Using a virtual reality game to assess goal-directed hand movements in children: A pilot feasibility study

M. Elboim Gabyzon, B. Engel-Yeger, S. Tresser, S. Springer

Research output: Contribution to journalArticlepeer-review

Abstract

BACKGROUND: Virtual reality gaming environments may be used as a supplement to the motor performance assessment tool box by providing clinicians with quantitative information regarding motor performance in terms of movement accuracy and speed, as well as sensory motor integration under different levels of dual tasking. OBJECTIVE: To examine the feasibility of using the virtual reality game 'Timocco' as an assessment tool for evaluating goal-directed hand movements among typically developing children. METHODS: In this pilot study, 47 typically-developing children were divided into two age groups, 4-6 years old and 6-8 years old. Performance was measured using two different virtual environment games (Bubble Bath and Falling Fruit), each with two levels of difficulty. Discriminative validity (age effect) was examined by comparing the performance of the two groups, and by comparing the performance between levels of the games for each group (level effect). Test-retest reliability was examined by reassessing the older children 3-7 days after the first session. RESULTS: He older children performed significantly better in terms of response time,action time, game duration, and efficiency in both games compared to the younger children. Both age groups demonstrated poorer performance at the higher game level in the Bubble Bath game compared to the lower level. A similar level effect was found in the Falling Fruit game for both age groups in response time and efficiency, but not in action time. The performance of the older children was not significantly different between the two sessions at both game levels. CONCLUSIONS: The discriminative validity and test-retest reliability indicate the feasibility of using the Timocco virtual reality game as a tool for assessing goal-directed hand movements in children. Further studies should examine its feasibility for use in children with disabilities.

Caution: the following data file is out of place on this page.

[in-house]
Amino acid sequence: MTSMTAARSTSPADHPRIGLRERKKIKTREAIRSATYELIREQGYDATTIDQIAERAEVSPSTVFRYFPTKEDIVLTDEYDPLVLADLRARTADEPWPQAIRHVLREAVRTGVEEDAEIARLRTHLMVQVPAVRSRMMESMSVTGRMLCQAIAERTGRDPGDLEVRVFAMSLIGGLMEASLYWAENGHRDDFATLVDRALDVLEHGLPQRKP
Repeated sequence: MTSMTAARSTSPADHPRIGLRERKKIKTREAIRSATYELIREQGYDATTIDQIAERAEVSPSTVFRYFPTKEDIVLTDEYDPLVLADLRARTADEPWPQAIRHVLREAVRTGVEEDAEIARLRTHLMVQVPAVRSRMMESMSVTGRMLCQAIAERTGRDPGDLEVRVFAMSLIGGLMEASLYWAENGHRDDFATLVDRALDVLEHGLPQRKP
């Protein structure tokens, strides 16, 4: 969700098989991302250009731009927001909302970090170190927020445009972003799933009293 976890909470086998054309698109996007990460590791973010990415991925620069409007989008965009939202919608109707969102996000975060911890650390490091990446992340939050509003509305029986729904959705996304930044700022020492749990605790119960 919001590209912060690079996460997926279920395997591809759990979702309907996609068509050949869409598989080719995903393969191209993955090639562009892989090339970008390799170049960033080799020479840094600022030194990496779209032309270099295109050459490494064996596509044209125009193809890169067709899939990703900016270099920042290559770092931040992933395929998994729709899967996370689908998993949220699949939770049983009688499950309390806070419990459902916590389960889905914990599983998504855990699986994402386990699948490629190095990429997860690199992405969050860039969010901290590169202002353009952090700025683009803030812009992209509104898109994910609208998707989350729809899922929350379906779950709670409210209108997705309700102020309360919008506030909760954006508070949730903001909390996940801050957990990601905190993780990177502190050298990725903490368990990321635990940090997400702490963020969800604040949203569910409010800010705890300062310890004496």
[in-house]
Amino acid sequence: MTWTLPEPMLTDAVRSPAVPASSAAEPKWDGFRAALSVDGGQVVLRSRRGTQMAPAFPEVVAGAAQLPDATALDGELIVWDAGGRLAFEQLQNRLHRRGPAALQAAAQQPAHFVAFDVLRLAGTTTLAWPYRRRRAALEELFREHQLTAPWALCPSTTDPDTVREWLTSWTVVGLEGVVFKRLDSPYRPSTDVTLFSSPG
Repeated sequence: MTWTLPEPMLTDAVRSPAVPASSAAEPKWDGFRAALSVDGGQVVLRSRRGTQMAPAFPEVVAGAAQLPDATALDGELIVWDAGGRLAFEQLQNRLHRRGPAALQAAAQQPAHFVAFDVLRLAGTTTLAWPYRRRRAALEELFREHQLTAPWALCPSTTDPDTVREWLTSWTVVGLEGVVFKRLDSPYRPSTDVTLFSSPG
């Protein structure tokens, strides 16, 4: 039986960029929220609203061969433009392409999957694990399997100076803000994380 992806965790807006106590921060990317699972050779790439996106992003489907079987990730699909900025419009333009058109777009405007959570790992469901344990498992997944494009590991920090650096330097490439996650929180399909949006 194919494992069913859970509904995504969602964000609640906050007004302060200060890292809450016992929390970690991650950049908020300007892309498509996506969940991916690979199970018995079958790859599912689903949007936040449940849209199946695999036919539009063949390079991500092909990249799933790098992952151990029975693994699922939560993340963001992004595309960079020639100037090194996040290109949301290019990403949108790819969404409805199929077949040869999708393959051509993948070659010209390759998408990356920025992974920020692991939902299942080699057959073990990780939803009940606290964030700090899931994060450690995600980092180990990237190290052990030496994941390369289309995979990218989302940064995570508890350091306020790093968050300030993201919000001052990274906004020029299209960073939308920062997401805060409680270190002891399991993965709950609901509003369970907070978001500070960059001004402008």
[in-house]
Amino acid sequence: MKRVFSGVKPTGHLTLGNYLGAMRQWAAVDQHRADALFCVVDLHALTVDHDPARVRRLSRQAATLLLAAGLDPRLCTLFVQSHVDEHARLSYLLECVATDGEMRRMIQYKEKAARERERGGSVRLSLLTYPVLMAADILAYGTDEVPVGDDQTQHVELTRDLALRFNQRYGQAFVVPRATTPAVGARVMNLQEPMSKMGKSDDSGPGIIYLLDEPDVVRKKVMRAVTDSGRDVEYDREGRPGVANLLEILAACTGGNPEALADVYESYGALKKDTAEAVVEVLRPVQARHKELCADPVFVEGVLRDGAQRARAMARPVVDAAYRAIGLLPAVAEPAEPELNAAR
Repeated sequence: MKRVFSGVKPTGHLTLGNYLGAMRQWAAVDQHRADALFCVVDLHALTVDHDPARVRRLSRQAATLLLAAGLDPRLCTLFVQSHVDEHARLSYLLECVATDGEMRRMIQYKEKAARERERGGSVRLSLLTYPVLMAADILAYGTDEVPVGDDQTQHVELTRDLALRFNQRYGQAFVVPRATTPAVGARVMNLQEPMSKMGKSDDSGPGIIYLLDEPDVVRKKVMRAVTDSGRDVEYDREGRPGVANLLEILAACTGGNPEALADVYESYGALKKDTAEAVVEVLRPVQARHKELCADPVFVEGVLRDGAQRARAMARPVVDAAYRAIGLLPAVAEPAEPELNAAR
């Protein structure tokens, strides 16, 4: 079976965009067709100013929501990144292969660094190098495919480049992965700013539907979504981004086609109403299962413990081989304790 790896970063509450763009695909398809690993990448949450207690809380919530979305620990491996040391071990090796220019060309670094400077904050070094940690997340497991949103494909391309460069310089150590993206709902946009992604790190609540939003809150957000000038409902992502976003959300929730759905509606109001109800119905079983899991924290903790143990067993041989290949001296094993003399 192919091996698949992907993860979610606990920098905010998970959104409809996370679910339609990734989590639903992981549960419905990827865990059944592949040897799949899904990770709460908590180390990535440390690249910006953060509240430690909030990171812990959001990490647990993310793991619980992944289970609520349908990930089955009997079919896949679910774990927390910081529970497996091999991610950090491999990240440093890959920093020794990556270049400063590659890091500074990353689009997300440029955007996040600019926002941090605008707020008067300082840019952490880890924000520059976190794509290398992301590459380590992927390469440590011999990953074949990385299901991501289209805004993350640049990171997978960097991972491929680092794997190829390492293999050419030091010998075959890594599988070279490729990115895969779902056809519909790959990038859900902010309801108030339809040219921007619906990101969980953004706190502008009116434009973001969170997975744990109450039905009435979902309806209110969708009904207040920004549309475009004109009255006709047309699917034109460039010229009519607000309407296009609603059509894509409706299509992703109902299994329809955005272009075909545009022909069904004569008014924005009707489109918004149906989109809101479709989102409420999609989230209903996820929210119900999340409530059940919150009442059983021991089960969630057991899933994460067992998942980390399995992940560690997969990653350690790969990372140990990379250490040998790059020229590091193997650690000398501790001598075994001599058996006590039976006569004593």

Original languageEnglish
Pages (from-to)11-19
Number of pages9
JournalTechnology and Health Care
Volume24
Issue number1
DOIs
StatePublished - 27 Jan 2016

Bibliographical note

Publisher Copyright:
© 2016 - IOS Press and the authors. All rights reserved.

Keywords

  • Timocco
  • Virtual reality
  • assessment
  • children
  • feasibility
  • goal-directed hand movement

ASJC Scopus subject areas

  • Biophysics
  • Bioengineering
  • Information Systems
  • Biomaterials
  • Biomedical Engineering
  • Health Informatics

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